The early recognition and management of sepsis improves outcomes. Biomarkers may help in identifying earlier sub-clinical signs of sepsis. We explored the potential of serial measurements of C-reactive protein (CRP), procalcitonin (PCT) and pancreatic stone protein (PSP) for the early recognition of sepsis in patients hospitalized in the intensive care unit (ICU).
This was a multicentric international prospective observational clinical study conducted in 14 ICUs in France, Switzerland, Italy, and the United Kingdom. Adult ICU patients at risk of nosocomial sepsis were included. A biomarker-blinded adjudication committee identified sepsis events and the days on which they began. The associations of clinical sepsis diagnoses with the trajectories of PSP, CRP, and PCT in the 3 days preceding these diagnoses of sepsis were tested for markers of early sepsis detection. The performance of the biomarkers in sepsis diagnosis was assessed by receiver operating characteristic (ROC) analysis.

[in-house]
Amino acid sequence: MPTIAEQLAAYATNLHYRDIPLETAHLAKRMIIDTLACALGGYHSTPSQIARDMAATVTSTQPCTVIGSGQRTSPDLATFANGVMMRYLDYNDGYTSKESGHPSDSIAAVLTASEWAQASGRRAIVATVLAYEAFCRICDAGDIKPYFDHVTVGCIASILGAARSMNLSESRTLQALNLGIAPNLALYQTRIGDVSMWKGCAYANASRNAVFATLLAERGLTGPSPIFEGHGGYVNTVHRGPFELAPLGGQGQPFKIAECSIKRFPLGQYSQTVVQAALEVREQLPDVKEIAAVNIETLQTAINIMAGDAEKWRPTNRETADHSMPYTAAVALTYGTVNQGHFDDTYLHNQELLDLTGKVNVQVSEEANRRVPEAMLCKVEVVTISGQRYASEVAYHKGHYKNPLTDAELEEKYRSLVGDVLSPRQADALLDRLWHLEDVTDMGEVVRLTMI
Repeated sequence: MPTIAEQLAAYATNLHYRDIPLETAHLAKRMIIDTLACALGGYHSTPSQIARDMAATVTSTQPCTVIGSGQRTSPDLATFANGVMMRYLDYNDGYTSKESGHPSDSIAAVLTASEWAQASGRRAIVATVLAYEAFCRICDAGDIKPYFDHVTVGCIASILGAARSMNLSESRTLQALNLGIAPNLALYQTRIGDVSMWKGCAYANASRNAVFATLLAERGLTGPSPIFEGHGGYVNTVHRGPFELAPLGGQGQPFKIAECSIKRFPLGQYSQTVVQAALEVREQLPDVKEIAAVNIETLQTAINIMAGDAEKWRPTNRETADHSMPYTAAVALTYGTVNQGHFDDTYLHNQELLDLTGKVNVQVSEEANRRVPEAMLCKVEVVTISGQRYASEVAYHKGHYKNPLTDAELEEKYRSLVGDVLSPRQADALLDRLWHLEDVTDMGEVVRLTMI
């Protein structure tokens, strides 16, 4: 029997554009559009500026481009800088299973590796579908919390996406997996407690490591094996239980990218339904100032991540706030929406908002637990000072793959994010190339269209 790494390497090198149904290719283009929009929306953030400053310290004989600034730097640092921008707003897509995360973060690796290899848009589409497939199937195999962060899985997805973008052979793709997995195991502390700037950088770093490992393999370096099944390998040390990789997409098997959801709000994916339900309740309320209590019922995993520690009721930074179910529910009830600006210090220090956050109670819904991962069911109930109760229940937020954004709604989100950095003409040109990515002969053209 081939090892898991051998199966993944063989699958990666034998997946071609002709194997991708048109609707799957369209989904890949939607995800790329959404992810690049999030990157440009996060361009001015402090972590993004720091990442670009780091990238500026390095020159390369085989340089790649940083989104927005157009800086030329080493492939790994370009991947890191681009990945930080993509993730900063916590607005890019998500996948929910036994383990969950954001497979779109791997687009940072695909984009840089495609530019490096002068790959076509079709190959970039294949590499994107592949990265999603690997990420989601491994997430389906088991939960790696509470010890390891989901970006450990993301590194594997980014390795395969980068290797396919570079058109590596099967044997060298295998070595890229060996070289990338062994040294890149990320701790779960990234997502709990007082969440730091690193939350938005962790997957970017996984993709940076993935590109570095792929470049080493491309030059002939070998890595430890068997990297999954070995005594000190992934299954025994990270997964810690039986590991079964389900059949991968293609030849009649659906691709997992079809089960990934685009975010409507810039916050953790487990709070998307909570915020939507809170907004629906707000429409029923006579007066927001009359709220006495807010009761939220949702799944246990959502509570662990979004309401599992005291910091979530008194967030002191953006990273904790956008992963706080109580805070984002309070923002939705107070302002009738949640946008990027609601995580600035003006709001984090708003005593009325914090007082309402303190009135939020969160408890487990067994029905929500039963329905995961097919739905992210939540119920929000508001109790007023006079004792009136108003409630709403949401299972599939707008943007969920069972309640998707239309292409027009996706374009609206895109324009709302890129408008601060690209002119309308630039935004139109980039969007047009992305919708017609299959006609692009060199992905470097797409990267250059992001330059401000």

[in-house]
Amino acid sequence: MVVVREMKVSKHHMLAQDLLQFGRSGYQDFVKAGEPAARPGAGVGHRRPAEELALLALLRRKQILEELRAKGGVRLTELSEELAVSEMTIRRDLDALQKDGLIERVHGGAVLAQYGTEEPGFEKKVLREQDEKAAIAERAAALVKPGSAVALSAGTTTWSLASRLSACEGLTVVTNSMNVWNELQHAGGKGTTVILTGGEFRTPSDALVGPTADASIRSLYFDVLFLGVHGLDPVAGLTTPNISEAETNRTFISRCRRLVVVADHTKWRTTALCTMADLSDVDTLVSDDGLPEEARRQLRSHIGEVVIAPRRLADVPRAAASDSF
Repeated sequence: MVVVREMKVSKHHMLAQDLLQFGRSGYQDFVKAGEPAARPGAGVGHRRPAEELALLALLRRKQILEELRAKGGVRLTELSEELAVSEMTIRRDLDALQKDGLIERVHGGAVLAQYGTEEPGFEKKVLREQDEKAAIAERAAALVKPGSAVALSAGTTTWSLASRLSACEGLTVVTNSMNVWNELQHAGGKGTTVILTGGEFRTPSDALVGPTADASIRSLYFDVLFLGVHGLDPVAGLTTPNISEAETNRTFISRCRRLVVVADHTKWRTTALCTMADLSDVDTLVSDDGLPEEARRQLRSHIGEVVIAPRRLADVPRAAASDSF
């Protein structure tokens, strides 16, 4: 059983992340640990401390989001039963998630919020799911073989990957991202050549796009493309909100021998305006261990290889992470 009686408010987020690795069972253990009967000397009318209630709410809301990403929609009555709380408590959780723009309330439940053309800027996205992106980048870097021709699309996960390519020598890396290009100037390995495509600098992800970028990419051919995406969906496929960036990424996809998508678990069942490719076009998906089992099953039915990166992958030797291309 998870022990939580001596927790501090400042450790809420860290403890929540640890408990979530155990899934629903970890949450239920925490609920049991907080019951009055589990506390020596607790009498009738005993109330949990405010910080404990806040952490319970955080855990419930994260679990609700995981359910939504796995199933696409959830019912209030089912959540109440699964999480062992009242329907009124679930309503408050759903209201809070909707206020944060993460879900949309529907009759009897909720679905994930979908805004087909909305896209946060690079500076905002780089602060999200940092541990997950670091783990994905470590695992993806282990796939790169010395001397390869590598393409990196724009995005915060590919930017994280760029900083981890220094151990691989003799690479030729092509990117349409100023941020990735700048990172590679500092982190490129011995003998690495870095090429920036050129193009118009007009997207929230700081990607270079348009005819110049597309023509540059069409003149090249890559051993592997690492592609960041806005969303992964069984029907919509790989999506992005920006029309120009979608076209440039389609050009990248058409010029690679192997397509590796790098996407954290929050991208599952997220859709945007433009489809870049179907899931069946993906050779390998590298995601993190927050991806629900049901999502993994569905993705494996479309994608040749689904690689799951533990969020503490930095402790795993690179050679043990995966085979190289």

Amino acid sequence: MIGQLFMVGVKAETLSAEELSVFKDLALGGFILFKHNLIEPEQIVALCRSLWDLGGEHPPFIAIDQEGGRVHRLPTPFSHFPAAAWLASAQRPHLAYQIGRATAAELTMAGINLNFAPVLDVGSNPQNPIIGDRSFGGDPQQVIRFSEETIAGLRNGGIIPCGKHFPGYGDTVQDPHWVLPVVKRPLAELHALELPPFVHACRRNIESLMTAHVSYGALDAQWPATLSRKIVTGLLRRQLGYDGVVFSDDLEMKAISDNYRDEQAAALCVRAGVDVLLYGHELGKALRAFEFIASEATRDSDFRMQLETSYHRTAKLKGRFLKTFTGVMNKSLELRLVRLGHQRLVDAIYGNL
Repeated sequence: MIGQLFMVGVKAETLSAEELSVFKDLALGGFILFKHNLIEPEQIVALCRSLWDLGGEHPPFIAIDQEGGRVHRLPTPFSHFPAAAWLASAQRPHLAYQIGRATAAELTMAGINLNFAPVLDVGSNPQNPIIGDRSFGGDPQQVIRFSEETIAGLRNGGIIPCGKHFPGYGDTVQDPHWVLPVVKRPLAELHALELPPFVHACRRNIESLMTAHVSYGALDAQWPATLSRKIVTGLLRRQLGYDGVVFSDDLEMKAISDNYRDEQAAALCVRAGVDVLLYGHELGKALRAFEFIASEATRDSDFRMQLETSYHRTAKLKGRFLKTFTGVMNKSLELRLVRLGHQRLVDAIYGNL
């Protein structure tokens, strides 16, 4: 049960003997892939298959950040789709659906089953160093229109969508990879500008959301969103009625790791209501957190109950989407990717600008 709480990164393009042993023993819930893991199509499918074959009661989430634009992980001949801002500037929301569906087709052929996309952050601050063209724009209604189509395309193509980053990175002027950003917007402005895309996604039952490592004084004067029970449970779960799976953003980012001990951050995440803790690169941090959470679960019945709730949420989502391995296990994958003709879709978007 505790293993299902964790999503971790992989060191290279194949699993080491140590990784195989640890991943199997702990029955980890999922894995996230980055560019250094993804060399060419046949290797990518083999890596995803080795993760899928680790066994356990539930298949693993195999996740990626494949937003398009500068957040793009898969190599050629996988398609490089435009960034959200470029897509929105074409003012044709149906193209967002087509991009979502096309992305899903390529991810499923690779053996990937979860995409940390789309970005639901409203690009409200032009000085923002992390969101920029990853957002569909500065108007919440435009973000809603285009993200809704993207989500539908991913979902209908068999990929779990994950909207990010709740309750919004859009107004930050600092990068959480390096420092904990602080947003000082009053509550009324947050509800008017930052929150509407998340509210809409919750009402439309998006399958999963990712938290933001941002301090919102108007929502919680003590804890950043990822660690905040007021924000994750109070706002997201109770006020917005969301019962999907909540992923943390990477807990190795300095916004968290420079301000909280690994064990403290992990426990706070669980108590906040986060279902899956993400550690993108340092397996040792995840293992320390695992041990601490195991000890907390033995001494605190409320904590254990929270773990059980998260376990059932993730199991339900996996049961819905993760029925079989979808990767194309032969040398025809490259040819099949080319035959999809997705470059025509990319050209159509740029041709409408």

Of the 243 patients included, 53 developed nosocomial sepsis after a median of 6 days (interquartile range, 3–8 days). The association of clinical sepsis diagnosis with an increase in a biomarker value in the 3 days preceding this diagnosis was stronger for PSP (p = 0.003) than for PCT (p = 0.025) and CRP (p = 0.009). The area under the ROC curve at the time of clinical sepsis was similar for all markers (PSP, 0.75; CRP, 0.77; PCT, 0.75).
While the diagnostic accuracy for sepsis of PSP, CRP and PCT were similar in this cohort, serial PSP measurement demonstrated an increase of this marker the days preceding the onset of signs necessary for a clinical diagnosis the sepsis. This observation justifies further evaluation of the potential clinical benefit of serial PSP measurement in the management of critically ill patients developing nosocomial sepsis.
The study has been registered at ClinicalTrials.gov (no. NCT03474809), on March 16, 2018.